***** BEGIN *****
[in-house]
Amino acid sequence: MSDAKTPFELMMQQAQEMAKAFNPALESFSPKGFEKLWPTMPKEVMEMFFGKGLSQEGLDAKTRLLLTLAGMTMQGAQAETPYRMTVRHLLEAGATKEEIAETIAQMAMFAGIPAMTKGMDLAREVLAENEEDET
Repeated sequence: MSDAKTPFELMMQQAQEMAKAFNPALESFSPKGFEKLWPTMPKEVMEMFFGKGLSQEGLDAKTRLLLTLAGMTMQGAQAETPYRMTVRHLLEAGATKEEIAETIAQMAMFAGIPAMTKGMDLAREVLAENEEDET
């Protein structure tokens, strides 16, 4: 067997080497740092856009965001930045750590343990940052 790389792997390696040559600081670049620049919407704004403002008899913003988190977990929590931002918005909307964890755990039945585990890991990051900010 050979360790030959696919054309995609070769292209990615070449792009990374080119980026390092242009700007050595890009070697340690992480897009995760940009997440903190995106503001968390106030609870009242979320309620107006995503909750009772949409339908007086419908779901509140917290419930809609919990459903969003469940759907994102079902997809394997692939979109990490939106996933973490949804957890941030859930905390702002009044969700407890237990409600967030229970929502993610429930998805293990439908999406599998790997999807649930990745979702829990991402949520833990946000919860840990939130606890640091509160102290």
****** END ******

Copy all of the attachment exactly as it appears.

[in-house]
Amino acid sequence: MSDAKTPFELMMQQAQEMAKAFNPALESFSPKGFEKLWPTMPKEVMEMFFGKGLSQEGLDAKTRLLLTLAGMTMQGAQAETPYRMTVRHLLEAGATKEEIAETIAQMAMFAGIPAMTKGMDLAREVLAENEEDET
Repeated sequence: MSDAKTPFELMMQQAQEMAKAFNPALESFSPKGFEKLWPTMPKEVMEMFFGKGLSQEGLDAKTRLLLTLAGMTMQGAQAETPYRMTVRHLLEAGATKEEIAETIAQMAMFAGIPAMTKGMDLAREVLAENEEDET
């Protein structure tokens, strides 16, 4: 067997080497740092856009965001930045750590343990940052 790389792997390696040559600081670049620049919407704004403002008899913003988190977990929590931002918005909307964890755990039945585990890991990051900010 050979360790030959696919054309995609070769292209990615070449792009990374080119980026390092242009700007050595890009070697340690992480897009995760940009997440903190995106503001968390106030609870009242979320309620107006995503909750009772949409339908007086419908779901509140917290419930809609919990459903969003469940759907994102079902997809394997692939979109990490939106996933973490949804957890941030859930905390702002009044969700407890237990409600967030229970929502993610429930998805293990439908999406599998790997999807649930990745979702829990991402949520833990946000919860840990939130606890640091509160102290």